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FREAK Vulnerability

Posted DateMarch 9, 2015
Posted Time 3   min Read

It’s the twisted, forgotten nightmare. A security loophole from the early 90s, which nobody really remembers, has come back to haunt around 33% of all the websites and servers across the world.

Termed as the “FREAK” vulnerability, CVE-2015-0204 stands for Factoring Attack on RSA-EXPORT Keys. It exposes many SSL clients including OpenSSL to weak encryption and theft of sensitive data within the communication channel. According to the French researchers who had reported this vulnerability, Android and Safari browsers are at severe risks of man-in-the-middle hacks. Meanwhile, Microsoft has also confirmed that it affects all currently supported Windows versions too.

Where did the FREAK come from?

Somewhere in the early 90s, the US government restricted native companies from exporting any machines that utilized strong encryption for security reasons. They believed that other countries could have used encryption against them.

At the same time, there were no restrictions on easy-to-break or weak encryption products, which were exported in huge numbers. It is believed that the National Security Agency also wanted to decrypt foreign encryption at that time. Clearly, it was not an easy task to break the encryption as it required supercomputers and access to a few other resources that the US government had at their disposal.

Towards the end of the 90s, the US government lifted those export restrictions and almost everyone forgot about those weaker encryption ciphers. Somehow (cryptographers are still researching on whys and hows of it) those low-grade encryption modes are still found in many products that use unpatched OpenSSL, especially in Android and Apple devices.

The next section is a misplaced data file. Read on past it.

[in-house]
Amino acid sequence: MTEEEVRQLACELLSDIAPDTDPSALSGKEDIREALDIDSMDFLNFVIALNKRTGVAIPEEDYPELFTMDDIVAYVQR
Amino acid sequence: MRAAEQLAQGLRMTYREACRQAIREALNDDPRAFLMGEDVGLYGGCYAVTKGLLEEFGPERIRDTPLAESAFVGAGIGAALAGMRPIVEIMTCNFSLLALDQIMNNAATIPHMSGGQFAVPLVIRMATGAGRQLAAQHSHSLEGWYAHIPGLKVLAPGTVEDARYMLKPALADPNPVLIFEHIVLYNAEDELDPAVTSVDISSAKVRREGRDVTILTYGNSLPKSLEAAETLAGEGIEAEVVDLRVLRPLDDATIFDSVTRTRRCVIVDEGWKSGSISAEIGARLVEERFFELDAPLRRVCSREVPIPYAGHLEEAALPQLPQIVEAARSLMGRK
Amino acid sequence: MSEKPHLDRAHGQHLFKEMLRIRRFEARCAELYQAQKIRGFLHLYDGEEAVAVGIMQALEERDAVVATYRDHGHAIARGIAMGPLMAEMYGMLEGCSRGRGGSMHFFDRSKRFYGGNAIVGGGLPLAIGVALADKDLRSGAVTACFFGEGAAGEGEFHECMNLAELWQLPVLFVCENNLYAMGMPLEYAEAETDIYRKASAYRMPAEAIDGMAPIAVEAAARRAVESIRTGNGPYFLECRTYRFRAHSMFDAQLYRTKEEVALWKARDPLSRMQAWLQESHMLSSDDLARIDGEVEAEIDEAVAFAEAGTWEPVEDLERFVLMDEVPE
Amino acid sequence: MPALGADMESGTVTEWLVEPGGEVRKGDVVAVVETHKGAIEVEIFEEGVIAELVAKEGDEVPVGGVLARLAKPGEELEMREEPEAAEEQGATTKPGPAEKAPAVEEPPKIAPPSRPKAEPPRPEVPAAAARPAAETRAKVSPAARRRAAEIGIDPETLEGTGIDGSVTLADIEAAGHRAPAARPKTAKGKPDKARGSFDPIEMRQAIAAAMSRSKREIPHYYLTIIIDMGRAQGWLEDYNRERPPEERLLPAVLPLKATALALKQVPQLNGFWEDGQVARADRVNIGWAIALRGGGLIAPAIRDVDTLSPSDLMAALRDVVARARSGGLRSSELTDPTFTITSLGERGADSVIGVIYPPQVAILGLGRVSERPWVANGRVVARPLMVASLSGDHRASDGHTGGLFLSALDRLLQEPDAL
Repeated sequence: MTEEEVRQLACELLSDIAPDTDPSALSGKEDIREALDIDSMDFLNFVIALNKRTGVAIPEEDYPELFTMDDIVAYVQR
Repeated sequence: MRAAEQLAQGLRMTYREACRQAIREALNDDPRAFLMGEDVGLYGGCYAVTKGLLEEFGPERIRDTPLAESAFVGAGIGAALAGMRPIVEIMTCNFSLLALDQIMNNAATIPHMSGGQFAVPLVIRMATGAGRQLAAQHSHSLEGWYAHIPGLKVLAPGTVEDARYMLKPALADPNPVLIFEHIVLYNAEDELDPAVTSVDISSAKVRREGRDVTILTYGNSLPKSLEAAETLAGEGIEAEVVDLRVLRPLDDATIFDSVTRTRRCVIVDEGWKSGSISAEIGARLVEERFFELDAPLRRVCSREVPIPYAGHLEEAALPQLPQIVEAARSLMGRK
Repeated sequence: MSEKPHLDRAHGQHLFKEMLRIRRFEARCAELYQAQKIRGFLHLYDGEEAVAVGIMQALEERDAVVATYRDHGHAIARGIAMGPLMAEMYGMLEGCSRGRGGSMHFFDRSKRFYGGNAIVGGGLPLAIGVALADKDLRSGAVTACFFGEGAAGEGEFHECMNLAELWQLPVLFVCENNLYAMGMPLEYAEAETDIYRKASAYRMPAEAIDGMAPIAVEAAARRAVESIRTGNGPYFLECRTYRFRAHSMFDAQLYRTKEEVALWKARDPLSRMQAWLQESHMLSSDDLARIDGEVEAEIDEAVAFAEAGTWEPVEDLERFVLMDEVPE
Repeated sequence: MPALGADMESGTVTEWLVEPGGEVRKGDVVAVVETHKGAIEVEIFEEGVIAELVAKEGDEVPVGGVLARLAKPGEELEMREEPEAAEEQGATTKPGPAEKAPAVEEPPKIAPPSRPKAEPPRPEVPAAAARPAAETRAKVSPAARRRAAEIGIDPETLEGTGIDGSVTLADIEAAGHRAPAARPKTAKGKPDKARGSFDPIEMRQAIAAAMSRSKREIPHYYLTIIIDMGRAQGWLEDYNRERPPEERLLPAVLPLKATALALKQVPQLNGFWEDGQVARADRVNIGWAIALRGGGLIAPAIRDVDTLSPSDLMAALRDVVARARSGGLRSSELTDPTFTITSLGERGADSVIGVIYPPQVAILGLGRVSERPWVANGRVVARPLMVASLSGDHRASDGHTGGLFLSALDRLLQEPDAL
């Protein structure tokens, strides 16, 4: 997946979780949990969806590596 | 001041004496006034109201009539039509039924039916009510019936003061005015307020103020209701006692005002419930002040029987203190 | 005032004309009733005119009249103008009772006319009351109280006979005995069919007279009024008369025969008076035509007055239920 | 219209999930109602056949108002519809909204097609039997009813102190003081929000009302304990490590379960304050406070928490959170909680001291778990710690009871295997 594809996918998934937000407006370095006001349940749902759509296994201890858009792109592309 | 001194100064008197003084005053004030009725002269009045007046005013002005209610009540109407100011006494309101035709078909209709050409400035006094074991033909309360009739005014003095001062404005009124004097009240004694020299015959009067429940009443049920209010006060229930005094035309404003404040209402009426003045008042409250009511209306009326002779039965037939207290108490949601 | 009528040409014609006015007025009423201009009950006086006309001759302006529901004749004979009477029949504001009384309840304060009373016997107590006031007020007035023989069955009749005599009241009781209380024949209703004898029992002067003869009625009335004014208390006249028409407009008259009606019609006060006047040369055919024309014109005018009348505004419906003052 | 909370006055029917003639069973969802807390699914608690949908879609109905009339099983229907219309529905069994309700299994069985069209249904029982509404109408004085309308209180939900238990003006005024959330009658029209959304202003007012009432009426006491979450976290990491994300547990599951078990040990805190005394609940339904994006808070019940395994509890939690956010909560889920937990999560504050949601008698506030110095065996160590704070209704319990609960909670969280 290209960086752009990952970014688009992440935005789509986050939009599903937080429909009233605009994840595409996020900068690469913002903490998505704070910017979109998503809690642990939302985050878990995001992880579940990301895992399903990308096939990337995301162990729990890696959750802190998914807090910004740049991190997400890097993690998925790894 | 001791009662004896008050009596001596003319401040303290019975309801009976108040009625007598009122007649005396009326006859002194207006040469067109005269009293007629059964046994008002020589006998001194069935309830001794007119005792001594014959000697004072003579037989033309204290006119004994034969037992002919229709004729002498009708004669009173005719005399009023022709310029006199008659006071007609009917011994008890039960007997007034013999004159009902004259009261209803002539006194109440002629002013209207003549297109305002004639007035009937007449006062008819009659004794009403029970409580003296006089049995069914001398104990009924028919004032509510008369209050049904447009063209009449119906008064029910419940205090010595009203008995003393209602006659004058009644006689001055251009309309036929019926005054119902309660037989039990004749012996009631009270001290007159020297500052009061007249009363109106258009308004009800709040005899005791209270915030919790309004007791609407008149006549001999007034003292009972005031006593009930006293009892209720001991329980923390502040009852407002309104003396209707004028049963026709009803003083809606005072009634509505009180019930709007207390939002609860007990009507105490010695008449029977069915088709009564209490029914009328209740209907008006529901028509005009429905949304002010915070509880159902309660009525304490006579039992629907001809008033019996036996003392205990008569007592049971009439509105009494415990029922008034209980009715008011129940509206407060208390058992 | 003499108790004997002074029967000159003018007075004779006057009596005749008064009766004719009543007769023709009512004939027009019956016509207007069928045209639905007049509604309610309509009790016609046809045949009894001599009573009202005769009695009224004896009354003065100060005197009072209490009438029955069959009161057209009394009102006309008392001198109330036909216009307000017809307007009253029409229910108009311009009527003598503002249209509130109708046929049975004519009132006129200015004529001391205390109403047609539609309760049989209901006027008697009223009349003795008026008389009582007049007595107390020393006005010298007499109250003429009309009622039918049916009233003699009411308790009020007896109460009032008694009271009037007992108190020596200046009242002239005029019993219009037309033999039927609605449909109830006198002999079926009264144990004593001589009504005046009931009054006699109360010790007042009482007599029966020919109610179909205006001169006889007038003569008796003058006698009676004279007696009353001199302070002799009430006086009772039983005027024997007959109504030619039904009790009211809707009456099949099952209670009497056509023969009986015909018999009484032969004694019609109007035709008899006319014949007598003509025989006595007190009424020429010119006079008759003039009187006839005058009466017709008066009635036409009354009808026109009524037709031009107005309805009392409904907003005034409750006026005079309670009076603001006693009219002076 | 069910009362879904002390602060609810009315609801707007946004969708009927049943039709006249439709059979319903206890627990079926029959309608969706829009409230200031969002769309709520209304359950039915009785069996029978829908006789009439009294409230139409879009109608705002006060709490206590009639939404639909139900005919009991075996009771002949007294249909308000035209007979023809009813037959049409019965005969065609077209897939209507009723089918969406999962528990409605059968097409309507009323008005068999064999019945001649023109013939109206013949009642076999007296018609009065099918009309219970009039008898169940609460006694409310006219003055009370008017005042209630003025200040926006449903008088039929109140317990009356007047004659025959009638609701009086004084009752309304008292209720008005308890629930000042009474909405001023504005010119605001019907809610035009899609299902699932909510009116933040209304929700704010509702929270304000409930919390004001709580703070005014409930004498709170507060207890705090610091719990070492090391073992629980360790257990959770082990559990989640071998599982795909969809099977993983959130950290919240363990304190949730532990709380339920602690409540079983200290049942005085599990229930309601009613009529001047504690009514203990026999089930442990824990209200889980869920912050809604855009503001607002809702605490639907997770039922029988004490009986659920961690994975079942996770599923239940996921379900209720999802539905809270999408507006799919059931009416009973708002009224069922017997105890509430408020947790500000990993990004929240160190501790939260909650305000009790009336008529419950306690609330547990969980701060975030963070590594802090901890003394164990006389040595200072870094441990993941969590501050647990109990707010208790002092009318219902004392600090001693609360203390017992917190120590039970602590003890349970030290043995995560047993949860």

How is the FREAK vulnerability exploited?

French cryptographic team, after discovering the vulnerability, devised a plan and was able to trick the browsers into accepting weak encryption modes for hacking into several websites. It is being assumed that more than 5 million websites with SSL encryption padlock are vulnerable to such exploitation today, which also includes the supposedly ‘secured’ sites and cloud providers like those of FBI, NSA, IBM and, Symantec.

FREAK or CVE-2015-0204 is basically a Factoring Attack on RSA-EXPORT Keys with comparatively weak encryption. While it’s true that back in the 90s only a few agencies had access to supercomputers and other resources, today the scenario has changed with cloud computing services like Amazon’s EC2 bringing advanced computing for hire within everyone’s reach. Here’s how an attacker can exploit FREAK using that.

  • A man-in-the-middle attacker forces a connection to use a weaker RSA cyber suite with an altered message.
  • The server responds with a 512-bit export RSA key, signed with its long-term key.
  • The victim accepts an outdated key due to the vulnerability.
  • Attacker factors RSA modulus for the decryption key.
  • When the victim encrypts a file, the attacker decrypts it and accesses the information in plain text.

Quite clearly such exploitation shatters HTTPS security and open gates to private key, login cookies, and passwords. Not only can the attacker access all the sensitive information, but FREAK also allows him to inject any command.

How can you ensure security?

While a lot of security analysts are arguing about the severity of FREAK, no one can argue that any vulnerability that threatens your sensitive information and poses command injection risks has to be taken seriously.

According to Apple’s spokesman Ryan James, they have developed a software update to remediate the vulnerability, which would be pushed out next week. And Google spokeswoman Liz Markman said the patch has been provided to partners, but she did not comment on its availability.

Meanwhile, individual users are advised to prefer Google Chrome and Firefox for their stronger encryption technology over other browsers.

As for the organizations, it is extremely important to keep the applications and servers protected from man-in-the-middle exploitations. A vulnerability scanner is recommended to point out weakly encrypted handshakes with the client that could lead to injection. We have already updated the Indusface AppTrana scanners and Indusface WAF to detect, report, and protect from the FREAK vulnerability.

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